Petrol and diesel pumps along with gas prices are shown at an Exxon petrol station in Carlsbad
Petrol and diesel pumps along with gas prices are shown at an Exxon station in Carlsbad, California. REUTERS

U.S. gasoline prices across have jumped 16 cents in a week, causing fear they could hit record highs soon.

The national gas price average reported by the American Automobile Association is only 38 cents below the all-time high of $4.11 set in July 2008.

One reason motorists enduring higher prices from Nassau County, N.Y. to Alameda County, Calif,. are all paying even more is because of Cushing, Okla., a city with a population of only 7,826.

Cushing happens to be the major oil hub where three dozen crude oil pipelines converge. That's why its oil price is the benchmark price gauge for U.S. crude oil on the N.Y. Mercantile Exchange.

Gasoline is refined from crude oil, which sold Wednesday for $105.84 a barrel. Trouble is, not all crude is refined in the same place.

Refineries and Pipelines

The U.S. is big. Transporting fuels is expensive. To cut down on costs, pipelines connect oil-producing regions to refineries, markets and, ultimately, your gas station.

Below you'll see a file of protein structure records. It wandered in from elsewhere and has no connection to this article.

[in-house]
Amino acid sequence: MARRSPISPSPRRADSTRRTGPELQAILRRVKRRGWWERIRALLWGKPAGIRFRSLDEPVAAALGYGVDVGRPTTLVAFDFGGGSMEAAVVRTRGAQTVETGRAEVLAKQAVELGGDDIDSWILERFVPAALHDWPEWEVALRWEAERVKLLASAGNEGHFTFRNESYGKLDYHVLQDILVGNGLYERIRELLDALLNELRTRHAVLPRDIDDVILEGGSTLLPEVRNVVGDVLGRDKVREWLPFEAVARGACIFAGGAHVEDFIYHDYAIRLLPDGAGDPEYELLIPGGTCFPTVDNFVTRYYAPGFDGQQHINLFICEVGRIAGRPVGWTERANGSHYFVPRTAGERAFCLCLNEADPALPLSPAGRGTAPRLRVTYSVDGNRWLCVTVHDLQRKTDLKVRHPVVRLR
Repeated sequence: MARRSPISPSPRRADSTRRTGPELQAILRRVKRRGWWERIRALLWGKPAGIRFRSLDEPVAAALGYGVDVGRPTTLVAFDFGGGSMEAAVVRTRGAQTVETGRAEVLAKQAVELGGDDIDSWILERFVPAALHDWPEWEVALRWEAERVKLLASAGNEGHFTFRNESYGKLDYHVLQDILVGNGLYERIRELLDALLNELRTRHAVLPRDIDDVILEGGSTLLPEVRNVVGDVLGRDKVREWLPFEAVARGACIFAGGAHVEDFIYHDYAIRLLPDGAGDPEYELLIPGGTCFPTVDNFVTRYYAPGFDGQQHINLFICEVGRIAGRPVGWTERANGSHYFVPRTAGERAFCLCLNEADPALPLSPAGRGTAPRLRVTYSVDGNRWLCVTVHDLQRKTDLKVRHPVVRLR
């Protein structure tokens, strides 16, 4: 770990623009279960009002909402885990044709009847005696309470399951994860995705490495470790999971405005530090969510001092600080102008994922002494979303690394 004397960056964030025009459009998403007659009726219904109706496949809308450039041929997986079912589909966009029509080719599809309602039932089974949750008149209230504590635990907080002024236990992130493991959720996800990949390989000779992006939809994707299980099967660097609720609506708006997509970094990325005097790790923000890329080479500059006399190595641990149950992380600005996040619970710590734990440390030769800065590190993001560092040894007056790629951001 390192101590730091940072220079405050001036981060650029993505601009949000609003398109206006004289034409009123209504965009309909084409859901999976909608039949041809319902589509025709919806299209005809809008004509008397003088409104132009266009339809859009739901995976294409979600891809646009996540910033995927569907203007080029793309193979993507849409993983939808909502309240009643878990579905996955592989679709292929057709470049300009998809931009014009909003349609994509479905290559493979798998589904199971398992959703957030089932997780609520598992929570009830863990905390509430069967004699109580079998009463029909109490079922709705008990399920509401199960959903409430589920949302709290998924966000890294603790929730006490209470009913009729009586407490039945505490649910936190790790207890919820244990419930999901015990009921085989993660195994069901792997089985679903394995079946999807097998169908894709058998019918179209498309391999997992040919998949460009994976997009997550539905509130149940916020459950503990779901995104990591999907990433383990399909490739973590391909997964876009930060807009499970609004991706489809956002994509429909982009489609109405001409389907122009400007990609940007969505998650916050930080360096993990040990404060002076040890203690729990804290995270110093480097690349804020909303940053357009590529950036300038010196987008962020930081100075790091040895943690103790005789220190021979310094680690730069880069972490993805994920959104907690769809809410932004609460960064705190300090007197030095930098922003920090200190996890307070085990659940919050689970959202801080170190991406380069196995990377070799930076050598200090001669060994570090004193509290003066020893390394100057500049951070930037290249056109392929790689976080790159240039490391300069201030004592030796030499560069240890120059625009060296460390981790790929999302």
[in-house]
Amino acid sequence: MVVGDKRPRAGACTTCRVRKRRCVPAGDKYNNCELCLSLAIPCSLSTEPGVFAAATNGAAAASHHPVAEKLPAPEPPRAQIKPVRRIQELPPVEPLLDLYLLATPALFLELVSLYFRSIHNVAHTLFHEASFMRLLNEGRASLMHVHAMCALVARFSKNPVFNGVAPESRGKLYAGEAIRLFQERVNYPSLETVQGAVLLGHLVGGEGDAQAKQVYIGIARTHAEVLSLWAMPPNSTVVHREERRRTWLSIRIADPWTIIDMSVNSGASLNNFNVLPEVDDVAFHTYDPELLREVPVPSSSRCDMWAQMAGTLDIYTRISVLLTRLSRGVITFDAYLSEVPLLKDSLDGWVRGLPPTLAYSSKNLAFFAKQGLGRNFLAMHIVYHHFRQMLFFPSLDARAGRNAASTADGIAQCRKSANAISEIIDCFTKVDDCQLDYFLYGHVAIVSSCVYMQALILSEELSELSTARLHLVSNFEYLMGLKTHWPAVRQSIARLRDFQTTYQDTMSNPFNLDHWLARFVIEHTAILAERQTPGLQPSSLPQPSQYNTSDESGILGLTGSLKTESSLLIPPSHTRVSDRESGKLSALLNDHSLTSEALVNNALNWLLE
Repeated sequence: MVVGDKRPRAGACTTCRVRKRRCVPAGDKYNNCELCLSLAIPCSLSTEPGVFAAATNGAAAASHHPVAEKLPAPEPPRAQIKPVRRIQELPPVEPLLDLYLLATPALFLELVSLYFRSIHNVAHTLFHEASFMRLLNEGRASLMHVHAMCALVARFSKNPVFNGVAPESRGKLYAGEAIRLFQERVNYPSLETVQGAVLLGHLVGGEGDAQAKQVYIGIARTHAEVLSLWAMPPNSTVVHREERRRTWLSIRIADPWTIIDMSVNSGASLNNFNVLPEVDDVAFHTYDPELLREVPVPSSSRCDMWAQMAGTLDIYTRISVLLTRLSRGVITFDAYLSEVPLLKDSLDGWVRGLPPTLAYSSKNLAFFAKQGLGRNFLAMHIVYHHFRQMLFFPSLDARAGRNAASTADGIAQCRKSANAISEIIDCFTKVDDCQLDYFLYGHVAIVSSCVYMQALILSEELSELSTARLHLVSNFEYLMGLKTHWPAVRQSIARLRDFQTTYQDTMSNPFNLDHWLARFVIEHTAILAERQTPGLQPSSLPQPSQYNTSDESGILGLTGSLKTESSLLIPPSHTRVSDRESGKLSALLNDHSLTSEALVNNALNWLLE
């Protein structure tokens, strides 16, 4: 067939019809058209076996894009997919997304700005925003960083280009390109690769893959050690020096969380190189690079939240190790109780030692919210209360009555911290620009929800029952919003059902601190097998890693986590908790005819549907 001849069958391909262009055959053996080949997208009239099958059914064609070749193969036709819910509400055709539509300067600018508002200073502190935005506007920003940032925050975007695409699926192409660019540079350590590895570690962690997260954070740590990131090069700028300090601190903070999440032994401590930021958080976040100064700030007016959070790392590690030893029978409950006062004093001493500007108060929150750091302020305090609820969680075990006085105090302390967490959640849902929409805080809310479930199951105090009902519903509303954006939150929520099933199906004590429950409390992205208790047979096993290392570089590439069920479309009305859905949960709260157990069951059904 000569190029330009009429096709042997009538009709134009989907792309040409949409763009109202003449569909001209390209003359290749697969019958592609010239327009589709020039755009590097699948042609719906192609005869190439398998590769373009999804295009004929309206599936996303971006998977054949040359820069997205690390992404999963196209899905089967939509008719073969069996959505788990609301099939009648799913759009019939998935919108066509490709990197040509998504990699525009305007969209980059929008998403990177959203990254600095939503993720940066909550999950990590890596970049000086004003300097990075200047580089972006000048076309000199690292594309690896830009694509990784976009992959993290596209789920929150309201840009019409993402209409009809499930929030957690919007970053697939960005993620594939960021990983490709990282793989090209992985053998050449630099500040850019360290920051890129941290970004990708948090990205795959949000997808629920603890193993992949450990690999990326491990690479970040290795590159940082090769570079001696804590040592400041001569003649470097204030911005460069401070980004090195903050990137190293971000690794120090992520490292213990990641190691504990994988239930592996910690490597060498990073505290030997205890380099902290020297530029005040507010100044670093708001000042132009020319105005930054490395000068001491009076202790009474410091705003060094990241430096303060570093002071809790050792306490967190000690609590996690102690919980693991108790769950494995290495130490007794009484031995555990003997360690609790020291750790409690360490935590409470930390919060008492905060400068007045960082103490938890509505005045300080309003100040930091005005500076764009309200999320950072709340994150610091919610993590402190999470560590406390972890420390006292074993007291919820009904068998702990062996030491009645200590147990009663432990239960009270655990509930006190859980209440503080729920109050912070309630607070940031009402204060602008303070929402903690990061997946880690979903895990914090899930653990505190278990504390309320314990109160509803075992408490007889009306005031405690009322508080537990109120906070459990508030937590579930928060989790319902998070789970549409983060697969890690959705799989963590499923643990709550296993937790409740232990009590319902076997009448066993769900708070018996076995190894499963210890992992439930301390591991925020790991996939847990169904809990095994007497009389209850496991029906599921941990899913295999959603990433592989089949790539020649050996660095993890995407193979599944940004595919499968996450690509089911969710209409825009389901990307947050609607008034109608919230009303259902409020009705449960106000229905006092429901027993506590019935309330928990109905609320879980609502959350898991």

But there aren't enough pipelines to go around to ensure a relatively constant national price. Some areas have more refining capacity than others. Crude oil gets shipped to a refinery, then needs to be transported again.

The Midwest, which hosts most of the country's pipelines - especially from Houston to Cushing to Chicago - has the lowest average gas prices for obvious reasons.

Making matters worse, several refineries are currently shut on the East Coast. And storage tanks in Cushing are overflowing with supply.

That's why motorists in Missouri can buy gas Wednesday for an average $3.47 a gallon. In New York, it's $3.96 and in California, $4.32 , the AAA reports.

Shale Booms and Oil Gluts

Domestic oil production has boomed thanks to developments in and around the Bakken Shale formation in the Dakotas and renewed production in the Permian Basin in Texas.

Production has jumped so much, pipelines can't carry it all. Refineries can't process it. The result is a temporary oversupply in non-processed crude oil in Cushing. This gets worse when consumers cut back on driving and buying gas.

When that happens, refineries produce less and prices go up still more in order to make up for lost revenue.

Crude Prices and Crude Trading

With too much oil in Cushing and no cost-effective way to ship it to markets along the Eastern and Western seaboard, refineries must buy foreign oil.

But international crude oil is more expensive, selling at $122.74 in London on Wednesday. That's why pump prices shoot upward.

The extra cost has already made ConocoPhillips and Sunoco back out of the Northeast as they look to sell or close down three refineries.

It's also why in a stretch like this, Cushing, Okla., in some respects, is the center of the U.S. gasoline world.